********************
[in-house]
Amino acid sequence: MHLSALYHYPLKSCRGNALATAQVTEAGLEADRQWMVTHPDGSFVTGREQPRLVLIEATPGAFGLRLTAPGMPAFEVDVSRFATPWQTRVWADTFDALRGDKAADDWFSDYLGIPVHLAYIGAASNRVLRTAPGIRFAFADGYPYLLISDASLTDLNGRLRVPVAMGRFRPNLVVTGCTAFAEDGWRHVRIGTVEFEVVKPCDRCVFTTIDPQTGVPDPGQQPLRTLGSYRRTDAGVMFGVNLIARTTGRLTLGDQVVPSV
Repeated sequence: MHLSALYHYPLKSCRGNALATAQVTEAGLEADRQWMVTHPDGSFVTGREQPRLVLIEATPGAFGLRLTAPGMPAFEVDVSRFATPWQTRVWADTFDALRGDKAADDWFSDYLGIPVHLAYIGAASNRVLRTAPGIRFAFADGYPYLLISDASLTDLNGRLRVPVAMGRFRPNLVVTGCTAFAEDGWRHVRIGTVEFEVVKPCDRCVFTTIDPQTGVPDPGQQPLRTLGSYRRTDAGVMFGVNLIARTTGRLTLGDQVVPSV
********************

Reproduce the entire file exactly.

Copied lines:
[in-house]
Amino acid sequence: MHLSALYHYPLKSCRGNALATAQVTEAGLEADRQWMVTHPDGSFVTGREQPRLVLIEATPGAFGLRLTAPGMPAFEVDVSRFATPWQTRVWADTFDALRGDKAADDWFSDYLGIPVHLAYIGAASNRVLRTAPGIRFAFADGYPYLLISDASLTDLNGRLRVPVAMGRFRPNLVVTGCTAFAEDGWRHVRIGTVEFEVVKPCDRCVFTTIDPQTGVPDPGQQPLRTLGSYRRTDAGVMFGVNLIARTTGRLTLGDQVVPSV
Repeated sequence: MHLSALYHYPLKSCRGNALATAQVTEAGLEADRQWMVTHPDGSFVTGREQPRLVLIEATPGAFGLRLTAPGMPAFEVDVSRFATPWQTRVWADTFDALRGDKAADDWFSDYLGIPVHLAYIGAASNRVLRTAPGIRFAFADGYPYLLISDASLTDLNGRLRVPVAMGRFRPNLVVTGCTAFAEDGWRHVRIGTVEFEVVKPCDRCVFTTIDPQTGVPDPGQQPLRTLGSYRRTDAGVMFGVNLIARTTGRLTLGDQVVPSV